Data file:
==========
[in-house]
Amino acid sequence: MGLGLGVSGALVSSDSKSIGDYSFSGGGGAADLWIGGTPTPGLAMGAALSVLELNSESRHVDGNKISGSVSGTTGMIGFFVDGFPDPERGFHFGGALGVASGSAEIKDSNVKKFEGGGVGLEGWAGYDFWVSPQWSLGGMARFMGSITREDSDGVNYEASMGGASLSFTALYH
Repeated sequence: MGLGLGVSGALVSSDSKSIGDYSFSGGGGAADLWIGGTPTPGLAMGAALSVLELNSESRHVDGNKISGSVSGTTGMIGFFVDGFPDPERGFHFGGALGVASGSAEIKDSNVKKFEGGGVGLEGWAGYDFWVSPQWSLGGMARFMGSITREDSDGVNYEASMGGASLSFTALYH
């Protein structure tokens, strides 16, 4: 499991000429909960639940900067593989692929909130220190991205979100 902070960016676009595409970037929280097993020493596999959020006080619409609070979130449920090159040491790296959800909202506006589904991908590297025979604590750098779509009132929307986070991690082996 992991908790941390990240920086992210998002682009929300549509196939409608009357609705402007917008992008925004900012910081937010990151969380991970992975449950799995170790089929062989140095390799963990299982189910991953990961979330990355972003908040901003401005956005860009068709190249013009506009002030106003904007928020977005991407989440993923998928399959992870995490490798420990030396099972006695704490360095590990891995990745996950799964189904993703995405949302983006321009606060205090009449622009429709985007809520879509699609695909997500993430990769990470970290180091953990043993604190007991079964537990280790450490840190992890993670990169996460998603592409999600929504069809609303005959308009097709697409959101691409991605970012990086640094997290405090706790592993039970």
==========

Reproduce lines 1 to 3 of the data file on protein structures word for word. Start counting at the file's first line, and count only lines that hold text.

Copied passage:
[in-house]
Amino acid sequence: MGLGLGVSGALVSSDSKSIGDYSFSGGGGAADLWIGGTPTPGLAMGAALSVLELNSESRHVDGNKISGSVSGTTGMIGFFVDGFPDPERGFHFGGALGVASGSAEIKDSNVKKFEGGGVGLEGWAGYDFWVSPQWSLGGMARFMGSITREDSDGVNYEASMGGASLSFTALYH
Repeated sequence: MGLGLGVSGALVSSDSKSIGDYSFSGGGGAADLWIGGTPTPGLAMGAALSVLELNSESRHVDGNKISGSVSGTTGMIGFFVDGFPDPERGFHFGGALGVASGSAEIKDSNVKKFEGGGVGLEGWAGYDFWVSPQWSLGGMARFMGSITREDSDGVNYEASMGGASLSFTALYH